Noble as his efforts were, Einstein Redux realized the true dangers of this particular battlefield, when he was taken captive by terrorists. Held for ransom, he experienced fear and loneliness as he awaited his fate. Sadly, even his most imaginative relativistic thinking was ineffective for dealing with this situation. Reason, rational thinking, and compassion were not in his captors' vocabulary.

Following the appearance of a ransom notice in a local newspaper, along with proof of life, a daring rescue plan was put in place. Planning for the rescue took place at the highest levels of CENTCOM, since failure was an unacceptable outcome for such a valuable American icon. An elite Special Forces unit was assembled and staged a daring and dangerous rescue of Einstein Redux. Everyone feels an enormous debt of gratitude to the brave members of the elite unit, for saving Einstein Redux. The world would have been a much sadder place had the rescue been unsuccessful. Unfortunately the identities of the brave rescuers of Redux must remain in obscurity and never receive the accolades they deserve.

With freedom came a much more treacherous adventure for Einstein Redux, the challenges of airline travel back to the United States. For one so tired as Redux after his adventures, the trials of negotiating so many airports and security checkpoints was equally tiring and frustrating.

Einstein and Style

The iconic images of Albert Einstein with the wild, bushy hair, the sweaters, and sandals without socks were largely products of his later years, after immigration to the United States in 1933. In his earlier years, Albert Einstein would likely have been considered dapper in style; although, his hair clearly went from short and well kempt to long and unruly as it went from black to gray to white. Einstein's evolution in dress and style might be viewed as just a normal progression of growing older and developing a lack of concern for what people think. However, given the common knowledge of Einstein's personality, his evolution in style was a manifest expression of his free spirit and actually did indicate that he wanted to be comfortable and really didn't care at all about his appearance or what others thought about it.

Einstein Redux likewise is a free spirit in his expression of style, but he will dress appropriately for special occasions. Like his namesake, he prefers casual dress and most often wears sweaters. The basic sweater is easily accessorized to be appropriate for many occasions.

With a cool, calm demeanor, he is able to wear sweaters year round, even in the hot humid Southern US or in hot dry desert settings. The basic sweater can be traded for a seasonally appropriate sweater when desired. Also the basic sweater can be accessorized with scarves, hats, and distinctive embroidery as desired. To truly feel the Latin mariachi spirit, the basic sweater is easily augmented with sombrero, scarf, and maracas.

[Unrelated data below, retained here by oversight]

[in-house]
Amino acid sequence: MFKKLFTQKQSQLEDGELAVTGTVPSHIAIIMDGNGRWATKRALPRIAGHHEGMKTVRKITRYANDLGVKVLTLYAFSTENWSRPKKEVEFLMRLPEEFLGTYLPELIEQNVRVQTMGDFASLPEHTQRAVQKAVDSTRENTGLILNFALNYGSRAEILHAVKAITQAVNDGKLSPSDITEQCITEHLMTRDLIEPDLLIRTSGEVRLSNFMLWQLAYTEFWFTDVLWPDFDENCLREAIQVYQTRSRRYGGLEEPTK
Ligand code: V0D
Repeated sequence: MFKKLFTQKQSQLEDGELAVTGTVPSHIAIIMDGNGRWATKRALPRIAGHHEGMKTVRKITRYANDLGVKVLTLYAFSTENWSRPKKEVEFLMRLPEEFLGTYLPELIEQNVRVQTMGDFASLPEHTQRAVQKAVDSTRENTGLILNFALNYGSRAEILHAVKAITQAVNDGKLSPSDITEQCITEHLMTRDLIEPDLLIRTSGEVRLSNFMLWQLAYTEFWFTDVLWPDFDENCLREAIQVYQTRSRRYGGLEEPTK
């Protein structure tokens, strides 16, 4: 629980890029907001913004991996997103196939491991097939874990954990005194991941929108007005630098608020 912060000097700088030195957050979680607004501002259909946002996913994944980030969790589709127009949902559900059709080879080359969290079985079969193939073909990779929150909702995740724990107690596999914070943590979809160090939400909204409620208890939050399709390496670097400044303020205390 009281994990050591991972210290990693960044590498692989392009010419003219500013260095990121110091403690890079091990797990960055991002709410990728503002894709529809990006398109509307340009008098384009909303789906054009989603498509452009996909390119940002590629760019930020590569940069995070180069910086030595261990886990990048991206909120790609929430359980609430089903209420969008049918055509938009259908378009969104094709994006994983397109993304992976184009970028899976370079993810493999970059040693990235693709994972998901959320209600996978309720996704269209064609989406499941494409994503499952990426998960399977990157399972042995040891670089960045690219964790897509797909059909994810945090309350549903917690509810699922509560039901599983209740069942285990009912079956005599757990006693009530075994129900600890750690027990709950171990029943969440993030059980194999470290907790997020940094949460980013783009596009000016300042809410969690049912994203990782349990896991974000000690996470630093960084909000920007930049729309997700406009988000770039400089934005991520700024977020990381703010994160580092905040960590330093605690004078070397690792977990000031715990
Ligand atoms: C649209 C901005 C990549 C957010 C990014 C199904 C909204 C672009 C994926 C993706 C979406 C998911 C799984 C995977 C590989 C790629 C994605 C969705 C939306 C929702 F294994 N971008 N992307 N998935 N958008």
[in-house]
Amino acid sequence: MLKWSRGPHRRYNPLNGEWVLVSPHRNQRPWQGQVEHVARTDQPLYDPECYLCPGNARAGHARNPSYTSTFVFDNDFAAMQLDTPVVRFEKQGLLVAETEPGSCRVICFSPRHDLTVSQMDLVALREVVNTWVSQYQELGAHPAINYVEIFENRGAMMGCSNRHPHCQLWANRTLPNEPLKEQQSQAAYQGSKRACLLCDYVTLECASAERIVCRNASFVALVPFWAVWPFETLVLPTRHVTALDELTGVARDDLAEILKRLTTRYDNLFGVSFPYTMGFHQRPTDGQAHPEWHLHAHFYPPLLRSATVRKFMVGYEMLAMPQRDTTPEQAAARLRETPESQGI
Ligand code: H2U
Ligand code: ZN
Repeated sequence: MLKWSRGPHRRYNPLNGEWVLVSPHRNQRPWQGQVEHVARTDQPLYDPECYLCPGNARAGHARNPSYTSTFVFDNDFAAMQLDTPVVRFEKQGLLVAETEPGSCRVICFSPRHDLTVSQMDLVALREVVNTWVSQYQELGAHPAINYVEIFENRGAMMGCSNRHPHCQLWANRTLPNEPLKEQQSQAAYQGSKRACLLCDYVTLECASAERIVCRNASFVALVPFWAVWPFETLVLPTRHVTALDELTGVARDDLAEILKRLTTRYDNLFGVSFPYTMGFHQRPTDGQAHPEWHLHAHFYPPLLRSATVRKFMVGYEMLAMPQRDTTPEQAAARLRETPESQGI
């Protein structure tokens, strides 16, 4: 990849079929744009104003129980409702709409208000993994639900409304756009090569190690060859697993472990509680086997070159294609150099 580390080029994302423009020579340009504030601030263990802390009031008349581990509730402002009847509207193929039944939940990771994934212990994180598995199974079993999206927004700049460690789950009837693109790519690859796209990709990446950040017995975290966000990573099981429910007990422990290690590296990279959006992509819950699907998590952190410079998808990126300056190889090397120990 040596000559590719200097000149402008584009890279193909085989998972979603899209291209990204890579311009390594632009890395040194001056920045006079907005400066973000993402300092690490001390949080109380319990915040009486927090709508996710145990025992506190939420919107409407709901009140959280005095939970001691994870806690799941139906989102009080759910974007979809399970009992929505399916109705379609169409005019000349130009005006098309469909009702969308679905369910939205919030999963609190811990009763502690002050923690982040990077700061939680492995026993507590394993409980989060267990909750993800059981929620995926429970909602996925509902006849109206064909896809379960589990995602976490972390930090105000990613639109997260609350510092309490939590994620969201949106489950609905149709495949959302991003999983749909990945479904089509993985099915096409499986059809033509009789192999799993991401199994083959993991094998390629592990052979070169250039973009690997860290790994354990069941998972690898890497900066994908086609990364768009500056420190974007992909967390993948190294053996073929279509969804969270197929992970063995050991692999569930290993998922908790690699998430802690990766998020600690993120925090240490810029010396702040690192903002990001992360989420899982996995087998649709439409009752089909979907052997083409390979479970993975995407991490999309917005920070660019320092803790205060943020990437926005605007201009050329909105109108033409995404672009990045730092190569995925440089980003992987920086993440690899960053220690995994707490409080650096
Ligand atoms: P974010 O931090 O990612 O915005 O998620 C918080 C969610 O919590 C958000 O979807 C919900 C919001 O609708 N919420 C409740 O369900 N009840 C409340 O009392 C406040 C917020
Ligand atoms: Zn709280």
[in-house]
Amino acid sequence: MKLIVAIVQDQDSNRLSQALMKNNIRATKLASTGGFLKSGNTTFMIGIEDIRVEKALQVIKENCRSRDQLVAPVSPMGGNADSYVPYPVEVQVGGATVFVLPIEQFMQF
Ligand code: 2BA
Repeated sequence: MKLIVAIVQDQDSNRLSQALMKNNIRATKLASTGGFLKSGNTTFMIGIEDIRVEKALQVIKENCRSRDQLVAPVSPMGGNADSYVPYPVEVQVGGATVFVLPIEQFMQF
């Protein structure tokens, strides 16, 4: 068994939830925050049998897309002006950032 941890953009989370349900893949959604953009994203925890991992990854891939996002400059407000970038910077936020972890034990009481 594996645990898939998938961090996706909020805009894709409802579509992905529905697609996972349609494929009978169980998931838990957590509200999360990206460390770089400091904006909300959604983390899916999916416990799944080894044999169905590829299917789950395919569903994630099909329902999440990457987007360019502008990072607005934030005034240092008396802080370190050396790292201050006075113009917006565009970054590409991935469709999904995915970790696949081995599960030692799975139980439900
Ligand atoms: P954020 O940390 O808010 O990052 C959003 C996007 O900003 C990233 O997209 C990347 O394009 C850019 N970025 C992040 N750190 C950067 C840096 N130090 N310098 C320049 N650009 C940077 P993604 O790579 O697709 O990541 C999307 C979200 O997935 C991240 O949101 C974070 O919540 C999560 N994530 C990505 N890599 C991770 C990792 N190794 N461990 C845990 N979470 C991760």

There are some occasions, however, when the sweater just seems out of place, and Redux is not reluctant to experiment. At a southwestern barbecue or a western-themed party, western attire is a must. The sweater must be put aside for rockin' leather, for a rock and roll ambiance. For sunning and swimming, the sweater absolutely must be left behind for appropriate beach wear. There are those truly special occasions, such as a wedding, when formal attire is required and the sweater just will not work; the blushing bride can be quite demanding.

Einstein and Women

Albert Einstein was in many ways and, using modern terminology, a "babe magnet." In his early years, his dashing good looks and easy going, eclectic manner were quite attractive to women. He made friends with women easily. However, it was just his "easy going, eclectic manner" and distracted, self-absorbed lifestyle that made it difficult to establish and maintain lasting relationships with women.

While attending school in Aarau, Switzerland, in 1895, Albert roomed with the Winteler family. One of the Winteler daughters, Marie, became his first girlfriend; she was 18 and he was 16. Marie was described as pretty, sweet, and somewhat flighty. During school breaks and later when he moved on to Zurich Polytechnic, he wrote her a few love letters in response to many letters from her. At first after moving to Zurich, he would send her baskets of laundry to do for him, sometimes without even a note attached. Eventually, he began to suggest that their correspondence should stop, and finally he declared that the relationship was over in a letter to Marie's mother. While not exactly the modern exemplar of how to end a relationship, it proved quite effective.